Should You See A Doctor For Ringing In Your Ears?
By Jeffrey VanWingen M.D. — One of many General blogs on SmartLivingNetwork.com
Imagine a constant pitch in the background, sometimes drowned out by other noise, but always there and especially bothersome when things get quiet. Maybe you do experience this unpleasant sensation known as tinnitus. The problem is common. But while it is usually harmless and incurable, there are some important considerations.
By definition, tinnitus is the perception of noise without the presence of something making the noise outside of the body. Mostly, tinnitus comes from the brain as a tone or pitch. Rarely, a stimulus from within the head causes the perception of noise. This is usually a pulsing sensation. Tinnitus becomes more common with age, especially after 50.
Causes of Tinnitus
Most all the time, tinnitus that presents as a persistent tone just happens with no identifiable cause. A myriad of lesser common causal conditions also make the list as possibilities in the consideration of tinnitus.
- Hearing Loss: The most common cause is hearing loss, either from noise exposure or advancing age.
- Wax Build Up: Sometimes the cause is simply a blockage of the ear canal with wax. A white, waxy build-up behind the ear drum called a cholesteatoma can usually be seen with a doctor's ear scope.
- Benign Tumor: A benign tumor called a schwannoma is a possibility when the tinnitus is accompanied by facial numbness/weakness, hearing loss and/or vertigo.
- Meniere Disease: Meniere disease is syndrome of vertigo and/or hearing loss associated with tinnitus. Often, the hearing loss is one-sided.
- Migraine: Migraine headaches have been known to cause periodic tinnitus.
- Antibiotics or Aspirin: Certain medications such as antibiotics or high doses of aspirin have been known to cause tinnitus.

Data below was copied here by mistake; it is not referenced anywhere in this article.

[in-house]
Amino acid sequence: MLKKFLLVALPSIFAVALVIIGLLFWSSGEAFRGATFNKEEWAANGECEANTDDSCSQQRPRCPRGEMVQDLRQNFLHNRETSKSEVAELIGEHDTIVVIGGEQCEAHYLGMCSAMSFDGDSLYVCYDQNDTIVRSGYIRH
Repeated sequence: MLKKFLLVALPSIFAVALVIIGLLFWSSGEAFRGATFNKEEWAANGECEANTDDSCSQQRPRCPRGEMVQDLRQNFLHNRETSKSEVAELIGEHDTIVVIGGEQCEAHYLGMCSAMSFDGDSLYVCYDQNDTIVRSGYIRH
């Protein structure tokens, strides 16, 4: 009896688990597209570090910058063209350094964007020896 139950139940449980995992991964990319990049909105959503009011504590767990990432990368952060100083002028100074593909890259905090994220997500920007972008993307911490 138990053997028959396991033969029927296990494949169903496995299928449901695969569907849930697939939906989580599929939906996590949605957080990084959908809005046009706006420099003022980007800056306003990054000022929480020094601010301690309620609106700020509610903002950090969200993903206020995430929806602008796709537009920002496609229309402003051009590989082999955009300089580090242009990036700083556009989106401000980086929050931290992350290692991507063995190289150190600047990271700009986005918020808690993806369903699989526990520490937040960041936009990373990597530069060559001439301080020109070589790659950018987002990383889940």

- Anemia and High Blood Pressure: While not always the case, anemia and high blood pressure are common among tinnitus sufferers.
- Infection: Lastly, infections (bacterial, viral and fungal) can rarely cause tinnitus.
- Eustachian Tube Abnormality: When the tinnitus is something other than a tone, a cause is much more common. Clicking or snapping is often a problematic eustachian tube. See my recent blog on this topic. Pulsing noises can indicate an arterial or venous problem due to an abnormal twist, plaque formation or an abnormal blood vessel growth.
Should I See A Doctor?
Mostly, tinnitus is an unwanted, harmless symptom with no identifiable cause, though red flags should be considered as a reason for seeing a doctor and perhaps testing. Please see your doctor if you:
- Have Hearing Loss in Both Ears: Hearing loss is a common association with tinnitus. If the hearing loss is gradual and involves both ears, testing and consideration of hearing aids is an option that can be pursued on an individual basis. Everyone has a different threshold for considering hearing loss as a problem, weighing out the option of an assistive device.
- Have Hearing Loss in Just One Ear: If the hearing loss is one-sided or sudden, however, attention should be sought to look in the ear and rule out wax and to consider whether a scan should be done to rule out a schwannoma.
- Also Have Vertigo: In the presence of vertigo a doctors evaluation is necessary to consider the diagnosis of Meniere disease and potentially helpful treatment.
- Have Numbness or Weakness in the Face: If focal neurologic symptoms are present such as numbness or weakness in the facial area, a doctor's evaluation and scan are necessary.
- Just Started a New Medication: If tinnitus is associated with a recently started medication, contact your doctor.
- Hear Pulsing or Clicking: All non-tone tinnitus (pulsing or clicking) should be evaluated by a doctor to rule out serious blood vessel problems. Blood pressure should be checked in persons with tinnitus as should a hemoglobin level (blood count).
Is There Help for This Annoying Problem?
Follow-up studies on adults with tinnitus found the tinnitus present in over 80% at five years after diagnosis. Nearly half reported that the symptoms were the same or worse. Fortunately, however, those with the most annoying symptoms reported to a high degree that symptoms had improved with time.
Uncommonly, fixing the underlying problem (wax removal, improving anemia or treating high blood pressure) can fix the tinnitus. The hope with tinnitus is that the brain will eventually "tune out" the symptoms.
The most annoying aspect of tinnitus for most is the adverse affect on sleep. Adding white noise in the form of crickets chirping or ocean sounds can distract people away from the tinnitus symptoms during initiation of sleep. Unfortunately, correction of hearing loss does not improve the symptoms of tinnitus.
Tinnitus is a common, annoying problem. In the vast majority the ringing is the problem in and of itself with no cause or need to worry. Certain red flag symptoms associated with tinnitus, however, should be evaluated by a doctor to rule out serious underlying disease.
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